This sermon is based on Genesis 22:1-24. Click here to read the text.
The binding and redemption of Isaac is, for all intents and purposes, the climax of Abraham’s life. He had been walking faithfully with the LORD since he left Ur (Genesis 12:1ff), fueled by the promise of God that he, Abraham a childless shepherd, would be the father of a nation and a blessing to many nations. After many more years of barrenness, Sarah finally bore Abraham a son (Genesis 21:1ff), Isaac. But now the LORD was putting Abraham to the test. The call to follow Him and to worship Him continued in the form of the command to offer Isaac as a burnt offering (v. 2). Abraham responded to the call with faith.
Abraham’s faith was open-ended. The LORD called Abraham to offer Isaac in the land of Moriah, but it would not be until he arrived that Abraham would know specifically which mountain top would be the place of worship. The LORD would show him then. For that matter this whole episode was not something the LORD had specifically told Abraham to expect. So it is in the Christian life at times. God has called us to follow Him, but He has not given us the script of our lives ahead of time. There may be times we feel like saying, “I didn’t bargain for this, God! This wasn’t part of the deal.” Or perhaps we have thought or said, “I will follow God if… or, as long as…” But faith in Christ is more open-ended. We don’t get to negotiate or set the terms. The job description is more or less to follow Christ, even unto death.
Abraham’s faith was an on-deck faith. When a batter is on-deck he is preparing to hit. He has his equipment on, he’s taking practice swings, and he’s focusing on the task at hand. Abraham showed such faith. The call to offer Isaac came to him and early the next morning he rose to prepare for the journey and for the task at hand. Those who are in Christ are called to be similarly prepared for the call of the LORD in our lives. The situations will be different but are we ready to serve Him at a moment’s notice?
Abraham’s faith was a one and only faith. Abraham trusted the LORD and no other. He did not put his faith in himself, nor did he value Isaac, God’s gift to Abraham, above the LORD. Rather, he believed in God, who had proved faithful time and time again. The writer of Hebrews writes, “[Abraham] considered that God was even able to raise [Isaac] from the dead, from which figuratively speaking he did receive him back,” (Hebrews 11:19). Abraham had been given a promise by God that he would be the father of a nation, indeed of many nations, and that Isaac was the son of promise through whom that blessing would go. So, he acted in faith, knowing that “it was for God, and not for Abraham [himself] to reconcile His promise and His command,” (F. F. Bruce). It can be easy to put our faith in ourselves or even in the good things and good people that God gives us, rather than in Jesus. But ours is to be a one and only faith in Christ alone.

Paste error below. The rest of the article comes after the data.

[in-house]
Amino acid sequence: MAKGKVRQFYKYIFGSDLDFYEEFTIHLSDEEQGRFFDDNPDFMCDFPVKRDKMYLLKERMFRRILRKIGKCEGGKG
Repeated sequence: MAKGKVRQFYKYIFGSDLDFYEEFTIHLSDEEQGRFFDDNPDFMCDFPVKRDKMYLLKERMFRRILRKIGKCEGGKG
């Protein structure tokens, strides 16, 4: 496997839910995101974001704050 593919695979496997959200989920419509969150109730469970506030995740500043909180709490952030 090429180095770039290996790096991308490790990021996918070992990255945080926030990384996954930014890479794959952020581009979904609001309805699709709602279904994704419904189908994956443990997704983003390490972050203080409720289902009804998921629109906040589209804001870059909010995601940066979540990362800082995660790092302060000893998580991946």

Abraham’s faith was an overcoming faith. He did not always exercise such faithfulness in his life. He lied to pharaoh and Abimelech about his and Sarah’s marital status. He sought to fulfill God’s promise of a son with Hagar. But, the LORD gracious grew Abraham in his faith. God refused to leave Abraham as he was. Instead, He transformed him over the course of his life into a man of faith and faithfulness. He made him a man who could overcome fear and doubt by journeying three days, building an altar, and binding his son so as to offer him as a sacrifice, trusting that the LORD would provide and that he and his son would return. He made him a man who would be called a friend of God (James 2:21-23). So too for us. If we are in Christ Jesus then God will not leave us as we were when He first called us to faith. Rather, He will transform us into the likeness of His Son Jesus. It is this overcoming of sin and living to Christ by faith that enables us to say, “Not my will but God’s be done in and through me.” Such faithful living is the evidence that we are His (see Sinclair Ferguson, The Whole Christ, for more on this concept).
Abraham’s faith was an overjoyed faith. Jesus said to the Pharisees, “Your father Abraham rejoiced that he would see My day. He saw it and was glad,” (John 8:56). When did Abraham see the day of Christ? Perhaps it was atop the mountain in the land of Moriah, when God provided the ram in the thicket as a substitutionary sacrifice for Isaac. For that ram did point, not only to the Passover lamb of the exodus, but to Christ Jesus and His substitutionary atonement on the cross. Isaac was bound and as good as dead, but he was redeemed and given “new life”. Jesus was literally dead and He rose victorious in order to redeem for Himself many sons and daughters of glory. The new life we now have in Christ is reason to rejoice!
Discuss and Pray – Genesis 22:1-24
- What are some ways the Lord has called you to an open-ended faith?
- How has Christ equipped you to be ready, on-deck, for His calls to serve Him?
- In what ways have you been tempted to trust yourself, others, or even the blessings of God in your life, rather than trusting God Himself? What is the remedy for such temptations?
- What evidences are there in your life that Christ’s grace is empowering you to have an overcoming faith?
- Why are the cross and the empty tomb of Christ reason for you to be overjoyed?